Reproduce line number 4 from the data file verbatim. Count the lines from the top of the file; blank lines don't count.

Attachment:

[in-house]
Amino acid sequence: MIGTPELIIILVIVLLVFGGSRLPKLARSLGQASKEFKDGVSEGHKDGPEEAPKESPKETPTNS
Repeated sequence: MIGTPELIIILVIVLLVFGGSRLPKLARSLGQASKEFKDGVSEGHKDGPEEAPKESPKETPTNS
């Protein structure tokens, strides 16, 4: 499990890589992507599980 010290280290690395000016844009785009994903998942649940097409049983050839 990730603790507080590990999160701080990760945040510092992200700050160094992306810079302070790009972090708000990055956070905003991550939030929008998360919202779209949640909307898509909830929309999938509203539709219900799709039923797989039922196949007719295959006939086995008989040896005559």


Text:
């Protein structure tokens, strides 16, 4: 499990890589992507599980 010290280290690395000016844009785009994903998942649940097409049983050839 990730603790507080590990999160701080990760945040510092992200700050160094992306810079302070790009972090708000990055956070905003991550939030929008998360919202779209949640909307898509909830929309999938509203539709219900799709039923797989039922196949007719295959006939086995008989040896005559």